My first tablet was a Win2k slate; built and sold long before the word ipad entered public usage. Apple didn't lead; they refined an existing device and figured out how to sell millions of them. Nothing wrong with that, it was a great iterative step; but Apple didn't give me a reason to need a tablet, so please refrain from telling other people you do not know how they decided to want a tablet.

        On topic, does wearable have to be a watch and glasses? I do not wear jewelry of any sort, ever, no watches, no rings, no necklaces, etc, and usually won't wear my glasses. OTOH, I use BT stereo headsets enough to regularly wear them out from heat and wet, and I often wear a bluetooth chest strap Heart rate monitor. They seem to be wearables to me, and they seem to converse with my Android just fine....

        Wearables are going to be a really weird market to nail; the use cases will be much more specific, but there could be a really large number of honestly different devices on the horizon.
    • sdsds

  • Not clear ...

    Are you saying that Android - among others - has an uphill battle to get wearables accepted and bought ... or are you saying that Android "compared to others" is facing an uphill struggle?

    If the former, then the sneer at glass, and the singling out of Google are both redundant.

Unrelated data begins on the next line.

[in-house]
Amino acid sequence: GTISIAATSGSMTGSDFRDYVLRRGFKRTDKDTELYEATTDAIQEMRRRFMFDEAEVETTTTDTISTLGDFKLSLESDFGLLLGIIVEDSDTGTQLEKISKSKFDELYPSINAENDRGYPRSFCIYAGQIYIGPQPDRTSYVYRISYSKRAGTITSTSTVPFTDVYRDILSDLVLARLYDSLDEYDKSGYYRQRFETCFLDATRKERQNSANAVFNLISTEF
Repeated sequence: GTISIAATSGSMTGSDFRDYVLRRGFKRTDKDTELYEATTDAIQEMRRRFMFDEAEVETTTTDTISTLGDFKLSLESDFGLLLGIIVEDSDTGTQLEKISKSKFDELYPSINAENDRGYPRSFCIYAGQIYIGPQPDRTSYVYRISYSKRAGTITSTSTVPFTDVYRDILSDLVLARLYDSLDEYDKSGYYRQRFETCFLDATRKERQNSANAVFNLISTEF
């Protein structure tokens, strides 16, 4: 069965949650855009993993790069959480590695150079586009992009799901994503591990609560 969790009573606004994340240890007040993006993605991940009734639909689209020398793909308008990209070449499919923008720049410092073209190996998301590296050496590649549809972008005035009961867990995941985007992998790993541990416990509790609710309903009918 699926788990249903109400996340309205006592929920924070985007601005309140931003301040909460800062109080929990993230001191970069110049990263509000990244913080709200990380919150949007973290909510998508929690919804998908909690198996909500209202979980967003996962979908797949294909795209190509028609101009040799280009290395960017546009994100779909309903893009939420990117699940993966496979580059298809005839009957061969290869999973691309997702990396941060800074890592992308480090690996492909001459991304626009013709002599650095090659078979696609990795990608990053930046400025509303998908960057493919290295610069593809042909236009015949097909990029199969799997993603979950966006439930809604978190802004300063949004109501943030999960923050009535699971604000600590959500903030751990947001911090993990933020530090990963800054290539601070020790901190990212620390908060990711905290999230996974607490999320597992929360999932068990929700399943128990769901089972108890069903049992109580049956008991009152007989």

If the latter, then some evidence of others doing better would be nice. Because I've yet to see any.

    Or is this just another 'let's bash Google' article? Surely the boys at Burson Marstellar can come up with something new, just for once?
    • Android will have an uphill battle to get wearables accepted and bought

      because the very large percentage of those "Android sales" aren't really sales at all to the end customer - a very large percentage of the Android phones in use are the free to $29/$49 models, to be sure (just look around in public for conformation of that).

      So unless these wearable's are subsidized, so that the typical Android user will get them for free to next to nothing, I can't see them rushing out to buy them in any type of volume to make them a success, not in the sense that an iOS user WILL likely buy an Apple version, as they've shown a willingness to buy an iPhone for $200.